- Associated Press - Thursday, August 28, 2014
Kentucky gets $20 million grant for energy study

LEXINGTON, Ky. (AP) - Democrats and Republicans gathered Wednesday to celebrate a $20 million federal grant designed to move Kentucky toward new forms of energy, a tricky subject in a state dominated by the coal industry.

Republican U.S. Sen. Mitch McConnell and U.S. Rep. Andy Barr joined Democratic Gov. Steve Beshear and state House Majority Leader Rocky Adkins to announce a federal grant that will be distributed among the state’s eight public colleges and universities. The money will pay for researchers to explore new ways to generate energy from plants and chemicals.

“As the world grows more sophisticated around us, the older ways of doing things, whether that’s powering our cars, generating fuel and energy or producing clean water are no longer good enough,” Beshear said. “Now, we in Kentucky could be unnerved by this reality or we could see it as an opportunity to do some amazing things.”

About 90 percent of Kentucky’s electricity comes from coal-fired power plants. And the coal industry is a major employer and economic driver in parts of eastern and western Kentucky. But a decline in demand combined with new federal emission standards have resulted in the loss of 7,000 direct coal mining jobs since January 2012.

Those job losses have become flashpoints in Kentucky politics. Coal has dominated the race for Kentucky’s U.S. Senate seat between McConnell and Democrat Alison Lundergan Grimes.

But both Republicans and Democrats said Wednesday’s grant announcement will complement the coal industry, not compete with it.

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Appeal for soldier convicted in ‘03 grenade attack

LOUISVILLE, Ky. (AP) - A military appeal hearing was set Thursday for a U.S. soldier sentenced to death for killing two fellow service members and wounding 14 others in a grenade attack in Kuwait nearly 10 years ago.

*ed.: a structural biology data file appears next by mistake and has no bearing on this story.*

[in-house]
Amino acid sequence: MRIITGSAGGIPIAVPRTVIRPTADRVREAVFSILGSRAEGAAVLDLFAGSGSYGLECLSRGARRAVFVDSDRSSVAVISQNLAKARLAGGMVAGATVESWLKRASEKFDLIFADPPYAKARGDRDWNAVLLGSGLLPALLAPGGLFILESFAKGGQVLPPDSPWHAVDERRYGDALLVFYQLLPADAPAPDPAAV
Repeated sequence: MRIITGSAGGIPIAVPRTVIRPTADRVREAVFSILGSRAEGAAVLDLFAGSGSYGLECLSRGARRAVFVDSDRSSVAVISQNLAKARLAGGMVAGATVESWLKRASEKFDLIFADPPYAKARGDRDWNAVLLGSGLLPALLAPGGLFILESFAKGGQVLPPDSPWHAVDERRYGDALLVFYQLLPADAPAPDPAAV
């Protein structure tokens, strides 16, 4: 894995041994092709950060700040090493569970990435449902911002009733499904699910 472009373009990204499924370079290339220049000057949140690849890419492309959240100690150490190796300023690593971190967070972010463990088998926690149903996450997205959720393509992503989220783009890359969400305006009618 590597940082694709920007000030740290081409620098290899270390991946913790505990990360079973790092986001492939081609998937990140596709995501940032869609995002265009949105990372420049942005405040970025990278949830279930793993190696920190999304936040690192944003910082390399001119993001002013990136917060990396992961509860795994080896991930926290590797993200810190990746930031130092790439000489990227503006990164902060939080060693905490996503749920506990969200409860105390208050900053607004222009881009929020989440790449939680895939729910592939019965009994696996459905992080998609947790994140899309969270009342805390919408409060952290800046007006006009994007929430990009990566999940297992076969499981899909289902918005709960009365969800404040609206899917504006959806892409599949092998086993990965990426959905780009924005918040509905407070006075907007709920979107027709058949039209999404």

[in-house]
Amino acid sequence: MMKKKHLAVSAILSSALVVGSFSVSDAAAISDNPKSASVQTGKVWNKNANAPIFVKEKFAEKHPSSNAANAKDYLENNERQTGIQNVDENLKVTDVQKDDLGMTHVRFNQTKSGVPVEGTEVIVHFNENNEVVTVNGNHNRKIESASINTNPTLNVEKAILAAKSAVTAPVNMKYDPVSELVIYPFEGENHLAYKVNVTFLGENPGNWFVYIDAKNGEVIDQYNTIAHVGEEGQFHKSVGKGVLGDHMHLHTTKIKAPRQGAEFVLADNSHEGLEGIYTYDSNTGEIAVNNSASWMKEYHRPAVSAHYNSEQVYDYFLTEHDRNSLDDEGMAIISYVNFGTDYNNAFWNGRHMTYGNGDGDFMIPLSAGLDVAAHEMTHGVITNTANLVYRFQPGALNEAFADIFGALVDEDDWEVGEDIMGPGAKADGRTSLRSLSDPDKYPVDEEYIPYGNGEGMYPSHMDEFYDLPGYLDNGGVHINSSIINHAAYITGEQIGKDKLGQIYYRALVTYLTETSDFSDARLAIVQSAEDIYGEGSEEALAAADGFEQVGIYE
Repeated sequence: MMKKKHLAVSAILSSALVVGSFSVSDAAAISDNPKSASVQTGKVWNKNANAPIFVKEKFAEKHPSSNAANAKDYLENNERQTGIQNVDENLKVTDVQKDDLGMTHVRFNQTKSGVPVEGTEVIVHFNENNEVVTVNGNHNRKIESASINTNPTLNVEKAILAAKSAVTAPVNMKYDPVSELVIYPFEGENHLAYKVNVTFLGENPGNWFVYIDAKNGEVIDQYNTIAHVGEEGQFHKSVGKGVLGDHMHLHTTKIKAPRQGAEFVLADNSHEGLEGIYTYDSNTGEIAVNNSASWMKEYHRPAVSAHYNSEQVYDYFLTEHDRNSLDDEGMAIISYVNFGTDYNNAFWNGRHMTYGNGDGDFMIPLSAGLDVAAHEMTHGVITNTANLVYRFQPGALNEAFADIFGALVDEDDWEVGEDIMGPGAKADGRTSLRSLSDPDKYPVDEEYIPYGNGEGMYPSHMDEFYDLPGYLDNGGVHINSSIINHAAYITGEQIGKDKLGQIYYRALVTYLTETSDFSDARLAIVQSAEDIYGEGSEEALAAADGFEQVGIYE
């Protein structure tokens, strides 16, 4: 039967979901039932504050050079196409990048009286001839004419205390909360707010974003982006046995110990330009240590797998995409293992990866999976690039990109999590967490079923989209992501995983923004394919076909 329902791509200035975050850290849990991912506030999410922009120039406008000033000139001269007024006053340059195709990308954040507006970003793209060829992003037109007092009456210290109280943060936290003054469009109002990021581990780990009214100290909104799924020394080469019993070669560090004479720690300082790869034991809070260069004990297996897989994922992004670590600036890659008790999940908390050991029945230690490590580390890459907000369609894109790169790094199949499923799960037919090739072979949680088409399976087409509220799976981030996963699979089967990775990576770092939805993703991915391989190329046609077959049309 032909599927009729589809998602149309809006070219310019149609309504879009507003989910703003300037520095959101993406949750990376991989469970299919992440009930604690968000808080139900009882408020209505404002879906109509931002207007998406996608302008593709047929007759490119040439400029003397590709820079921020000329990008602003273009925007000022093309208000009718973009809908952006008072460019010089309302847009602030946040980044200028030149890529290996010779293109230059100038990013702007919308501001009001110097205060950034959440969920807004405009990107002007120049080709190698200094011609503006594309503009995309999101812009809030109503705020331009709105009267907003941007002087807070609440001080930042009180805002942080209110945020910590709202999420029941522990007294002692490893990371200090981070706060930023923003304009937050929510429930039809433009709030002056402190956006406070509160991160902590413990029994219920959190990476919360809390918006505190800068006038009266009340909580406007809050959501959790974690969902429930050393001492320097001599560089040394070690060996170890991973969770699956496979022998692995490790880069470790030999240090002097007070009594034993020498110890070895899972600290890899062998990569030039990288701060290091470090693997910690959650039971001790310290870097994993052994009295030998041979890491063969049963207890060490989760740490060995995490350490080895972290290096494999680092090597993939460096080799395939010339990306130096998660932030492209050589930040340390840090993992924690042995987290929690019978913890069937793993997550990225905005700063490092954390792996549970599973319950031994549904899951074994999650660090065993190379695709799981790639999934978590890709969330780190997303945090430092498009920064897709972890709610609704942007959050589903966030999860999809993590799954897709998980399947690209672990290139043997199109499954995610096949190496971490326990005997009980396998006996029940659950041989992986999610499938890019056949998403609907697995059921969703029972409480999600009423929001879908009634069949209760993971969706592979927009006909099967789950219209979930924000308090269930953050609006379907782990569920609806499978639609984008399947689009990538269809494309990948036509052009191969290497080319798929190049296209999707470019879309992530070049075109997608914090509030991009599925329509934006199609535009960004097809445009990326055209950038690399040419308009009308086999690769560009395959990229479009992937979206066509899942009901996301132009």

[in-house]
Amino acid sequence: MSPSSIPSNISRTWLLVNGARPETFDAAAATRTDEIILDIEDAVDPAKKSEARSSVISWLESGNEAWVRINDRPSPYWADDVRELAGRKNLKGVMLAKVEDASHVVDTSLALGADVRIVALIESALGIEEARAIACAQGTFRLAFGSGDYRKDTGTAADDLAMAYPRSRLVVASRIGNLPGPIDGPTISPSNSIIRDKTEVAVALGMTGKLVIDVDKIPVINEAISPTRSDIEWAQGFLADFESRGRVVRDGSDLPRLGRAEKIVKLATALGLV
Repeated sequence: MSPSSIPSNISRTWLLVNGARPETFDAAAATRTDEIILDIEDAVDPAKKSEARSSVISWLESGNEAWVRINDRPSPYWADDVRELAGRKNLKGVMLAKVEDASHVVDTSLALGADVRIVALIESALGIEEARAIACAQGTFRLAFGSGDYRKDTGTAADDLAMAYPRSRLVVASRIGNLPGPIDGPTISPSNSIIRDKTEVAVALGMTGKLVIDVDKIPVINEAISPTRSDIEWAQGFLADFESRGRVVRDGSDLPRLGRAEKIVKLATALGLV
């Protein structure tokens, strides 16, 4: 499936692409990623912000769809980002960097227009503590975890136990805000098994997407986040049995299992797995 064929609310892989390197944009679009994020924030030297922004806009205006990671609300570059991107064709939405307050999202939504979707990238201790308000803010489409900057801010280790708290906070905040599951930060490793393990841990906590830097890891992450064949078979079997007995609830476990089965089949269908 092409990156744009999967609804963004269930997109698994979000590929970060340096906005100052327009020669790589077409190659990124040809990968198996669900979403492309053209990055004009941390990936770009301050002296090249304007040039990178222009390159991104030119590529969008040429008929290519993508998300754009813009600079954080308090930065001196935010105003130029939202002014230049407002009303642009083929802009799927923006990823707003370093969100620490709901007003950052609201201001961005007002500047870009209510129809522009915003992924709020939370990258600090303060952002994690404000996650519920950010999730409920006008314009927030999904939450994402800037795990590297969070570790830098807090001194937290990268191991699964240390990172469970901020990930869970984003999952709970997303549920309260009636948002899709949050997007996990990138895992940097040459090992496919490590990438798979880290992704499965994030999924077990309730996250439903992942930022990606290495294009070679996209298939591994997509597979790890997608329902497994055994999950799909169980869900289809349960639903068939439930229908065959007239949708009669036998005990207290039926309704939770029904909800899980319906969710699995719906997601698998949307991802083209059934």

The hearing for 43-year-old Army Sgt. Hasan K. Akbar is scheduled for Nov. 18 in Washington, the U.S. Court of Appeals for the Armed Forces said on its website. Akbar was sentenced to death in 2005 by a military jury.

He was convicted of premeditated murder and attempted premeditated murder in connection with an attack on the 101st Airborne Division at Camp Pennsylvania in Kuwait during the early days of the Iraq war. Prosecutors say he threw four hand grenades into tents as members of his division slept, then fired his rifle at soldiers in the ensuing chaos on March 23, 2003.

Air Force Maj. Gregory L. Stone was killed by a grenade. Army Capt. Christopher S. Seifert was fatally shot in the back. Fourteen soldiers were wounded, mostly from grenade shrapnel.

His appeal challenges the trial counsel’s. Maj. Jacob Bashore, one of Akbar’s military defense attorneys, said in a brief that the attorneys who defended Akbar during his trial should not have shown Akbar’s diary to the jury. The diary, which contained details of a conversion to radical Islam and expressed anti-government views, hurt Akbar’s case, Bashore said.

In one diary entry dated Feb. 23, 2002, Akbar wrote that he believed staying in the Army would eventually lead him to prison.

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Breathitt schools to remain under state control

FRANKFORT, Ky. (AP) - The Kentucky Board of Education has decided to keep control of the Breathitt County school district for up to three more years.

Media report the unanimous decision came Tuesday after a nine-hour hearing in Frankfort.

Attorneys for state Education Commissioner Terry Holliday argued that continued state management was needed so that students would continue making progress.

Local school board members argued that some of their powers should be restored because they know what’s best for students.

State manager Larry Hammond has overseen the district since December 2012. He recommended that it stay under state control.

Board of education member said it appears that local officials have “only a superficial knowledge” of the skills needed to run the district.

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Judge OKs sale of 3 James River Coal mines

RICHMOND, Va. (AP) - A bankruptcy judge has approved the sale of three James River Coal Co. mining complexes to a subsidiary of Kentucky-based Blackhawk Mining LLC.

The sale includes the Hampden complex in West Virginia, including the assets of Logan & Kanawha Coal Co. LLC; the Hazard complex in Kentucky, excluding the assets of Laurel Mountain Resources LLC; and the Triad Mining complex in Indiana.

Blackhawk subsidiary JR Acquisition LLC will pay $20 million in cash and assume $32 million in liabilities.

The operations employ about 900 workers.

The Richmond Times-Dispatch (http://bit.ly/1tUdyKUhttp://bit.ly/1tUdyKU ) reports that U.S. Bankruptcy Kevin R. Huennekens approved motions enabling James River to sell the mines on Tuesday. The company plans to complete the sale by the end of the week.

Richmond-based James River filed for Chapter 11 bankruptcy in April.

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